Grace thought Alex knew he was being photographed, knew this was part of the gig, that everyone had a job here and his was to mug for the camera, look comically alarmed or squeamish as he prepared to take a bite and then took a bite. He was to do all these things gamely—a word Grace had been studying, monitoring to see if it could work at times like now, or not—and then he was to head off to the airport, pass through customs and immigration without fuss, and not mention there or thereafter that he’d attempted to do a reading in a brothel, or that that reading had been interrupted by, first, the arrival of the US Embassy’s deputy cultural attaché’s assistant, and second, by the deputy cultural attaché himself.

But at the brothel Jack had laughed—an actual laugh—and applauded Alex for “taking his art to the streets,” and then took them all out into the street, then down the street, then left down another, then left again, right, right—Jack certainly knew his way around Geylang—and parked them at the durian stand, where he bargained with the hawker and wound up paying double the rate for an inferior fruit.


No matter how much they’d prepared themselves—how terrible or beautiful their imaginings—the first bite always shocked. You could see it on their faces, behind their smiles, or in their smiles. (What was so readily forgotten: they always did smile.) Grace often wondered what shocked them most. Probably that their fears prior to that bite had focused on taste, the surely terrible taste, only to discover that what was most disconcerting was texture. It looked smooth and pudding-like—it was smooth and pudding-like—but it fell apart, liquefied in your mouth almost immediately, as though no longer able to sustain the ruse that it was solid, a fruit, matter, substantive, something edible.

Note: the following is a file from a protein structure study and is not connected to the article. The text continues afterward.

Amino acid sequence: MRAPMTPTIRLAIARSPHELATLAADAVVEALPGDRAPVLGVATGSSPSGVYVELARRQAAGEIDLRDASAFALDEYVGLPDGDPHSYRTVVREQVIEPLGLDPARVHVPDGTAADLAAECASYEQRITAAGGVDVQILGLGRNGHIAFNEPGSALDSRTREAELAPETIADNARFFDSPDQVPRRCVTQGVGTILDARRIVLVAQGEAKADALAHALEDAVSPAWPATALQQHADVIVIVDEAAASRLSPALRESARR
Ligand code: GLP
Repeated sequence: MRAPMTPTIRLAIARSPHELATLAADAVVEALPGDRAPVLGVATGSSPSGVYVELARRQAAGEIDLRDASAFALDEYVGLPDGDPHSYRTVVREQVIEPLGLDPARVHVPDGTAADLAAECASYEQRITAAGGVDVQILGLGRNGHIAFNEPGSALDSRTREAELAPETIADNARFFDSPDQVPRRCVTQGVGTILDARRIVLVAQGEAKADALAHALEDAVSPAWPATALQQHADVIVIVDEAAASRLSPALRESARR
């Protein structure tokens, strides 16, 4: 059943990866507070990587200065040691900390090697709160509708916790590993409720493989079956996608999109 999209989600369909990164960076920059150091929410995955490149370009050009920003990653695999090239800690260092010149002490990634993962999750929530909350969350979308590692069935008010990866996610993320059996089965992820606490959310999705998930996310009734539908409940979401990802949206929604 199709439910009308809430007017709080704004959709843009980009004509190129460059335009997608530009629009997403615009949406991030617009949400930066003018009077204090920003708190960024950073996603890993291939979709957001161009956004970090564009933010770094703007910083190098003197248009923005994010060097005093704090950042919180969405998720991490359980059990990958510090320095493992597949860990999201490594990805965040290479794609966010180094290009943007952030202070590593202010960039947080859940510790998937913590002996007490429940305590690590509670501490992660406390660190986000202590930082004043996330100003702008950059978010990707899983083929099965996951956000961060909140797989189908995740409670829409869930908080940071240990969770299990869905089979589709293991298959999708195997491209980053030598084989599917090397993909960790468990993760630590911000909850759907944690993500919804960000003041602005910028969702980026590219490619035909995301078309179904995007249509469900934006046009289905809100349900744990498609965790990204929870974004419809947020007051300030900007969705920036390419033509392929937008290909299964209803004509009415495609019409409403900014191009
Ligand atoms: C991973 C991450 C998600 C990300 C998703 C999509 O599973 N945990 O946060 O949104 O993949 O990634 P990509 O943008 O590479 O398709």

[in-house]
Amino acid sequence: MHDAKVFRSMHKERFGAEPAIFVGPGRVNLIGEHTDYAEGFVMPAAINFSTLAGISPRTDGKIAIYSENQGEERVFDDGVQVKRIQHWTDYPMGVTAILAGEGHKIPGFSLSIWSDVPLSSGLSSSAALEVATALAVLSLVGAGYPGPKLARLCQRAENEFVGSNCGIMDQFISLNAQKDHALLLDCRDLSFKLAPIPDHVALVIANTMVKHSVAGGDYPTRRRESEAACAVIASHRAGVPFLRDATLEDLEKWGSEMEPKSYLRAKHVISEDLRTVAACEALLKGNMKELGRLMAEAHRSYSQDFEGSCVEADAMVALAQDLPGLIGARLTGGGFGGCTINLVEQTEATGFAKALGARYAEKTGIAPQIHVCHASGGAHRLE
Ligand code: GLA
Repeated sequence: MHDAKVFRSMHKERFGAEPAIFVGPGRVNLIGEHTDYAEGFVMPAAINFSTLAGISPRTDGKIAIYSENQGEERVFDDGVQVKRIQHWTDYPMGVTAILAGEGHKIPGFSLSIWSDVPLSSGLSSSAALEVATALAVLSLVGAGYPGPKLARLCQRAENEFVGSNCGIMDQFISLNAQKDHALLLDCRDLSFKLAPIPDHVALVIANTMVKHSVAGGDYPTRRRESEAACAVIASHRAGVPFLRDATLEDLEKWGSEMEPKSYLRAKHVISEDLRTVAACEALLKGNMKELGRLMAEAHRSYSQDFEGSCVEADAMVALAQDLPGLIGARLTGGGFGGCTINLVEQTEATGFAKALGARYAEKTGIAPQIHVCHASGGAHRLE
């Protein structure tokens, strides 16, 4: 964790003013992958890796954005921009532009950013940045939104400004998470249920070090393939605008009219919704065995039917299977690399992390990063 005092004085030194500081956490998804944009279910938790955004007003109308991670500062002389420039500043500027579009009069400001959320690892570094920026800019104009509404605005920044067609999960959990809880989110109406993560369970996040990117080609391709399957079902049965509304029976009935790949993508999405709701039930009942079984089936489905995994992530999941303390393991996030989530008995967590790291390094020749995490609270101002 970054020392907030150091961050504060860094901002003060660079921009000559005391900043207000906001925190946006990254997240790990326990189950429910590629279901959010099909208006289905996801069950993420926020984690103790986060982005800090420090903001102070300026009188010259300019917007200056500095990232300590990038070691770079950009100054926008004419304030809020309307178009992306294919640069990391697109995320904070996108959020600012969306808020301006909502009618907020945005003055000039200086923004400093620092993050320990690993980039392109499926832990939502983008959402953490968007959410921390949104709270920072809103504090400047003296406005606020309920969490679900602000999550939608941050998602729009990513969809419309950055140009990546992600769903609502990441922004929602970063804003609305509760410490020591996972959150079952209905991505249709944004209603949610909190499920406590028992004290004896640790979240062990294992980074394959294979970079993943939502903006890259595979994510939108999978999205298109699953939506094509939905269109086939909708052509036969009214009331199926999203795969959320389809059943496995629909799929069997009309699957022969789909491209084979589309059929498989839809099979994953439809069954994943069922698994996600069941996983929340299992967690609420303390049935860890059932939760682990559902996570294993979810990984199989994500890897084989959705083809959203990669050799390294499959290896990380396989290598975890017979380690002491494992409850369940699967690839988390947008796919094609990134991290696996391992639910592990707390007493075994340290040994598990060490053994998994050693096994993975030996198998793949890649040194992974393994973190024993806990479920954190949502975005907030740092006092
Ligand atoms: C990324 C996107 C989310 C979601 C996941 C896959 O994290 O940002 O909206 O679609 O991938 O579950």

Alex’s smile turned to a grimace, and Grace thought he would spit it up, but Jack, still snapping away, taunted him not to, and that worked, as taunting often did with Americans, particularly males, even the older ones. Alex spit nothing out, but keeping himself from doing so seemed to take his all, in that moment and in every moment after, from then until they said goodbye to him at the airport.

On the way home, Jack told Grace that she was fired. She should never have let the Singaporean authorities take the car. No sensitive documents had been confiscated, but a small metal pipe had been. Grace could either undergo a drug test—which they both knew she would pass, and which result they both knew wouldn’t matter—or she could resign. Now was the moment for blackmail, but Jack took that away, too—he was resigning as well. He didn’t have to say that the pipe had been his anymore than he had to say why he’d been in the brothel. What he didn’t know was how Grace had “tracked” him to the brothel, but then “nothing surprises me in this surveillance state anymore.” Grace didn’t know how to tell him it had been Alex’s doing, that his choosing that coffeehouse mere coincidence, that coincidences were not infrequent in a small island city-state—so small that it was less than half the size, in square kilometers, of Oklahoma City, which Jack, who had grown up there, always pointed out.

Paperwhite paperwhite paperwhite.

And she didn’t know how to write it up for class, either. She spent all day every day at the library the week following, leaving her family’s apartment each morning at the usual time—she had not told them about the firing yet—and going straight to the community center, working out what words she would share this week.

The man came into the brothel with a smile on his face

On the way to the airport, there was one final stop to make

Freedom is not

Freedom is being able to wave your national identity card at a crosswalk button and receive a longer walk signal if you are very old

Freedom is three official languages

Freedom is not something we put into words

Freedom is a durian

Freedom is half fish, half lion, the symbol of Singapore

Freedom is red

The lights above the fruit glowed brighter than the sun, but nothing like the sun—they were white, paperwhite, and when she went back to the stand by herself, later, the men did not mind nor even seem to notice as she stood there, looking at the lights. Paperwhite paperwhite paperwhite. She could say the word aloud or write it down. She could stand here forever, thinking it or not thinking it, and no one could take her anywhere, make her say anything, make her do anything, because she was in Singapore and she had done absolutely nothing wrong.

The cursor blinked and waited, and she with it, to see what word would come next.



Liam Callanan is the author of The Cloud Atlas and All Saints. His most recent book is Listen & Other Stories. Visit liamcallanan.com for more.